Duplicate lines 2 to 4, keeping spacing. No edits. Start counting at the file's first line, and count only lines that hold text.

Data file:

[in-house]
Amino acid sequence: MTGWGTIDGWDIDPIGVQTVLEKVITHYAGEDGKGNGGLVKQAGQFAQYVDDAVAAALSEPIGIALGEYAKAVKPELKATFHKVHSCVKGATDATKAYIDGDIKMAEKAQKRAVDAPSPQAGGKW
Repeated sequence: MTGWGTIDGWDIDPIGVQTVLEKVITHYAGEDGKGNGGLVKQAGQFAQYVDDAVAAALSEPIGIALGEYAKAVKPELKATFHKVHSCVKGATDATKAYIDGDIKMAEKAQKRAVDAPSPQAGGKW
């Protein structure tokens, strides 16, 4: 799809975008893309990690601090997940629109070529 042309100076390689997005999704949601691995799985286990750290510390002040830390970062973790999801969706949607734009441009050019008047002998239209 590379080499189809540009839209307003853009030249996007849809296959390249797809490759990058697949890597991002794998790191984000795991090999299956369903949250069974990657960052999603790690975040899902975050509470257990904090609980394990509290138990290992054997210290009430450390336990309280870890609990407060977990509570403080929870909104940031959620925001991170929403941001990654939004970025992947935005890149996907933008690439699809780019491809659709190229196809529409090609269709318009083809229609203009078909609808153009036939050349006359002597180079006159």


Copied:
Amino acid sequence: MTGWGTIDGWDIDPIGVQTVLEKVITHYAGEDGKGNGGLVKQAGQFAQYVDDAVAAALSEPIGIALGEYAKAVKPELKATFHKVHSCVKGATDATKAYIDGDIKMAEKAQKRAVDAPSPQAGGKW
Repeated sequence: MTGWGTIDGWDIDPIGVQTVLEKVITHYAGEDGKGNGGLVKQAGQFAQYVDDAVAAALSEPIGIALGEYAKAVKPELKATFHKVHSCVKGATDATKAYIDGDIKMAEKAQKRAVDAPSPQAGGKW
């Protein structure tokens, strides 16, 4: 799809975008893309990690601090997940629109070529 042309100076390689997005999704949601691995799985286990750290510390002040830390970062973790999801969706949607734009441009050019008047002998239209 590379080499189809540009839209307003853009030249996007849809296959390249797809490759990058697949890597991002794998790191984000795991090999299956369903949250069974990657960052999603790690975040899902975050509470257990904090609980394990509290138990290992054997210290009430450390336990309280870890609990407060977990509570403080929870909104940031959620925001991170929403941001990654939004970025992947935005890149996907933008690439699809780019491809659709190229196809529409090609269709318009083809229609203009078909609808153009036939050349006359002597180079006159």